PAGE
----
3rd May 2017
With ever growing, available and flexible IT access, the world is generating data at an increasing pace. As this rises, so too does the complexity of controlling and securing your data.
A variety of high profile data breaches have reached the headlines in recent times, Wonga, Three, Sports Direct, Tesco Bank, Sage, Kiddicare, TalkTalk to name a few.
With the sheer proliferation of data available and data breaches increasing 40 Percent in 2016, [Source ITRC and Cyberscout], data protection can no longer be a side-line, box-ticking exercise, it needs to be at the core of your operations.
Figure 1 Source: ITRC
Regulatory bodies have recognised this and the EU have launched the General Data Protection Regulation (GDPR) as a framework for the protection of personal data, effective 25th May 2018.
Any business trading in Europe will need to comply, regardless of the UK’s EU membership status. And in addition to the damage that breaches can do to your reputation and future trading there will also be steep fines for non-compliance with this legislation.
Last year UK fines from the Information Commissioner’s Office (ICO) were £880,500, this would have been £69 million under the GDPR, according to analysis by NCC Group, [Source: The Register].
The GDPR is clear that business must take responsibility for protecting personal data that they collect, hold, process and delete. This responsibility cannot be outsourced to a third party.
Personal data is defined as “anything that can be used to identify an individual or person”, this includes: Names, addresses, contact details – including work email addresses, Cookies, IP addresses, IMEI on personal devices.
The GDPR goes further than the Data Protection Act 1988, meaning there will be additional measures that businesses need to consider.
Certain companies will be required to appoint a nominated Data Protection Officer, this is largely dependent on the size of your business and the amount of data processed.
There is a requirement to report any breach where an individual is likely to suffer some form of damage to the relevant supervisory authority within 72 hours.
“The heart of the GDPR is about understanding the context of your data and evidencing sufficient controls to protect it.”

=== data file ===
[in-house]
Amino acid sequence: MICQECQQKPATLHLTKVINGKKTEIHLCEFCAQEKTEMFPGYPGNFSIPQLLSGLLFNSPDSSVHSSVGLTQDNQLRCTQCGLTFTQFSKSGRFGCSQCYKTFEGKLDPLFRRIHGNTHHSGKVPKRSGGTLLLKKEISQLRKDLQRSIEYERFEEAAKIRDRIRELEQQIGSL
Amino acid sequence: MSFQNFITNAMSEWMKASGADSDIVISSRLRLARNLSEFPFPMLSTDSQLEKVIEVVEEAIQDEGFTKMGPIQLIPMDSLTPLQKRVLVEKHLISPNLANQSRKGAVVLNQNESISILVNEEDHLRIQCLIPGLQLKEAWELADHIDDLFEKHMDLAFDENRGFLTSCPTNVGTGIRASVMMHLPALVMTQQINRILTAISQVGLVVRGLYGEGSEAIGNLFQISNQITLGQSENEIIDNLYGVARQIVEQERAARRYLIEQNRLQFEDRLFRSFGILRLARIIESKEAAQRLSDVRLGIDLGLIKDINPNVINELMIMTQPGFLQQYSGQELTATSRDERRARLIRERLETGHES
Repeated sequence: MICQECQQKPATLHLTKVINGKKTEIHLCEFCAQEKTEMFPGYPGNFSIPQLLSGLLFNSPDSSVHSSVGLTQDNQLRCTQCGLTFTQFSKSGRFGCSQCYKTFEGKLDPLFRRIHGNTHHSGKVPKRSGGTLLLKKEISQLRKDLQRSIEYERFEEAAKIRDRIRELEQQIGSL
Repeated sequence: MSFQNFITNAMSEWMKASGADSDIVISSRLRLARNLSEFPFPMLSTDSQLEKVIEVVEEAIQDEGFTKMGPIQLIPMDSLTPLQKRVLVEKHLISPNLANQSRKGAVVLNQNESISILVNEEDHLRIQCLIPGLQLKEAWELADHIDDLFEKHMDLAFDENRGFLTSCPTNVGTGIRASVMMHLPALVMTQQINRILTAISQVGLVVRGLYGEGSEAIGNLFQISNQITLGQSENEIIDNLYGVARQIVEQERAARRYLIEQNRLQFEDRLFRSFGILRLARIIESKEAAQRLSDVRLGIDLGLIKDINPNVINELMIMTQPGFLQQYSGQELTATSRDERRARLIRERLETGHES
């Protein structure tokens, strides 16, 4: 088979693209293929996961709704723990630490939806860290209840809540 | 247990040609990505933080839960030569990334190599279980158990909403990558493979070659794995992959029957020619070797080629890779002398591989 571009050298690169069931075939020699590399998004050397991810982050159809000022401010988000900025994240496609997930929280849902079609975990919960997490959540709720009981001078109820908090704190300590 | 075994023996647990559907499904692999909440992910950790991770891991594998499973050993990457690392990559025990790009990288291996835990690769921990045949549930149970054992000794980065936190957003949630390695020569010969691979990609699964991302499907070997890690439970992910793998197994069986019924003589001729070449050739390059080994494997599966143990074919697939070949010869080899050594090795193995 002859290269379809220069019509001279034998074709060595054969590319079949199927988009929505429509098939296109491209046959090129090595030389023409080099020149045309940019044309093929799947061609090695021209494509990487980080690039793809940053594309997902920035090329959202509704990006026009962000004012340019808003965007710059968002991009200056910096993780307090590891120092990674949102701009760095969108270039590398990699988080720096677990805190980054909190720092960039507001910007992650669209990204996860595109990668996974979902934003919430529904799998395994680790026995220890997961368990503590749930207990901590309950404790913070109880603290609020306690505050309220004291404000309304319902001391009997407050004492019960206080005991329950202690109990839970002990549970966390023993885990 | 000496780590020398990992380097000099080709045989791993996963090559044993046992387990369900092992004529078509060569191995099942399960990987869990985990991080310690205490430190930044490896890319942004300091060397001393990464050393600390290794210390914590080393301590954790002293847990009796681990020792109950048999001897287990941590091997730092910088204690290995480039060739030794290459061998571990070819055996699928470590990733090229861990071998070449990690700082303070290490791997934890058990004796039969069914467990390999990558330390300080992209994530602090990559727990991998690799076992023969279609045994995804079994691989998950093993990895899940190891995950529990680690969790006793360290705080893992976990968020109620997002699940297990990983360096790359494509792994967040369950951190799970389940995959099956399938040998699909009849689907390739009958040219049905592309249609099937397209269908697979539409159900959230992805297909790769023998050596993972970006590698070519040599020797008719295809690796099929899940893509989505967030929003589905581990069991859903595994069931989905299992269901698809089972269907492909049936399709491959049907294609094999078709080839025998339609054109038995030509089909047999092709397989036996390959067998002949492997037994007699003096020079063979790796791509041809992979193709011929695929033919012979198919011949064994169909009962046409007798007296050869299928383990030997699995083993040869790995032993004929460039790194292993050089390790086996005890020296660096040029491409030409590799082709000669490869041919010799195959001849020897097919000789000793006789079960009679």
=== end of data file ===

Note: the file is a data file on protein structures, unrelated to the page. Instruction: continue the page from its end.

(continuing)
Where previously implied consent was acceptable, individuals now need to actively give their consent for their personal data to be processed. This means it needs to be a positive indication, it cannot be inferred from silence or a pre-ticked box. Consent must be freely given, it must be specific, it must be informed and in no way ambiguous.
Where previously individuals had a right to access data held within 40 days, this has been decreased to one month. In addition, individuals can request their data in acceptable format, such as electronically.
Businesses are obliged to inform individuals when data has been hacked, to prevent direct marketing, automated decision making and profiling.
Interestingly, individual have a right under this legislation to be ‘forgotten’. If you cannot provide a legitimate reason for keeping data they have the right for it to be erased appropriately.
Companies must provide context to their data processing by providing an accessible and detailed record of how data is used, where it is held and who has access to it. This should be accompanied by evidence of an understanding of the risks to the data and of data breaches and demonstrable policies and processes for protecting data and mitigating this risk.
Businesses are expected to be 100% compliant with the GDPR from day 1 – 25th May 2018 and non-compliance with the GDPR will result in fines of up to €20m or 4% of global turnover. Many business will already have robust Information Security measures in place, but all businesses should ensure they are fully aware of the requirements of this legislation and get everything in place by May 2018 to fulfil the requirements.